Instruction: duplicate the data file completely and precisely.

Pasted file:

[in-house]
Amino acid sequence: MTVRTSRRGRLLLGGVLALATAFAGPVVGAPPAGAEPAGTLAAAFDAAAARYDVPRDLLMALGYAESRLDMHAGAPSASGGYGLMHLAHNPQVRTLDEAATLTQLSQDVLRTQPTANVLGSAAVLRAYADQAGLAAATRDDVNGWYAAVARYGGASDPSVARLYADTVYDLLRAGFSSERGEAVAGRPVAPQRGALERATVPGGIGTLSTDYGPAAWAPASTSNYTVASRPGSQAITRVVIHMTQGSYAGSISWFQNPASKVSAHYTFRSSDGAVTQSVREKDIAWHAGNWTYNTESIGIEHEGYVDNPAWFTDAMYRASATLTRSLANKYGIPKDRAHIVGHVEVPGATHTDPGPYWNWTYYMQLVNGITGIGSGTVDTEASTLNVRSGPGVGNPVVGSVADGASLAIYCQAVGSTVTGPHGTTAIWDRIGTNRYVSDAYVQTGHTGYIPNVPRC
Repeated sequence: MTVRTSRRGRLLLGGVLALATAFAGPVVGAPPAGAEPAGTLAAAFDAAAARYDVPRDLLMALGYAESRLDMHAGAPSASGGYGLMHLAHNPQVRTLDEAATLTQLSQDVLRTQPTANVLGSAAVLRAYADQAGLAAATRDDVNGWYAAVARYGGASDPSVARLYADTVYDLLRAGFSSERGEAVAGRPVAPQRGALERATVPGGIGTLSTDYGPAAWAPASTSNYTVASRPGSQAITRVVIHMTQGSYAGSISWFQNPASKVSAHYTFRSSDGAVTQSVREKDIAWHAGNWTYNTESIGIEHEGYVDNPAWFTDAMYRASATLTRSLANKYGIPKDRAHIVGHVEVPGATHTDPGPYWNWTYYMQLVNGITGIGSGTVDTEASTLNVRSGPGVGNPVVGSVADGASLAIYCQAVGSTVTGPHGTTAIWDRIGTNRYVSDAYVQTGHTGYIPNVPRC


[in-house]
Amino acid sequence: MTVRTSRRGRLLLGGVLALATAFAGPVVGAPPAGAEPAGTLAAAFDAAAARYDVPRDLLMALGYAESRLDMHAGAPSASGGYGLMHLAHNPQVRTLDEAATLTQLSQDVLRTQPTANVLGSAAVLRAYADQAGLAAATRDDVNGWYAAVARYGGASDPSVARLYADTVYDLLRAGFSSERGEAVAGRPVAPQRGALERATVPGGIGTLSTDYGPAAWAPASTSNYTVASRPGSQAITRVVIHMTQGSYAGSISWFQNPASKVSAHYTFRSSDGAVTQSVREKDIAWHAGNWTYNTESIGIEHEGYVDNPAWFTDAMYRASATLTRSLANKYGIPKDRAHIVGHVEVPGATHTDPGPYWNWTYYMQLVNGITGIGSGTVDTEASTLNVRSGPGVGNPVVGSVADGASLAIYCQAVGSTVTGPHGTTAIWDRIGTNRYVSDAYVQTGHTGYIPNVPRC
Repeated sequence: MTVRTSRRGRLLLGGVLALATAFAGPVVGAPPAGAEPAGTLAAAFDAAAARYDVPRDLLMALGYAESRLDMHAGAPSASGGYGLMHLAHNPQVRTLDEAATLTQLSQDVLRTQPTANVLGSAAVLRAYADQAGLAAATRDDVNGWYAAVARYGGASDPSVARLYADTVYDLLRAGFSSERGEAVAGRPVAPQRGALERATVPGGIGTLSTDYGPAAWAPASTSNYTVASRPGSQAITRVVIHMTQGSYAGSISWFQNPASKVSAHYTFRSSDGAVTQSVREKDIAWHAGNWTYNTESIGIEHEGYVDNPAWFTDAMYRASATLTRSLANKYGIPKDRAHIVGHVEVPGATHTDPGPYWNWTYYMQLVNGITGIGSGTVDTEASTLNVRSGPGVGNPVVGSVADGASLAIYCQAVGSTVTGPHGTTAIWDRIGTNRYVSDAYVQTGHTGYIPNVPRC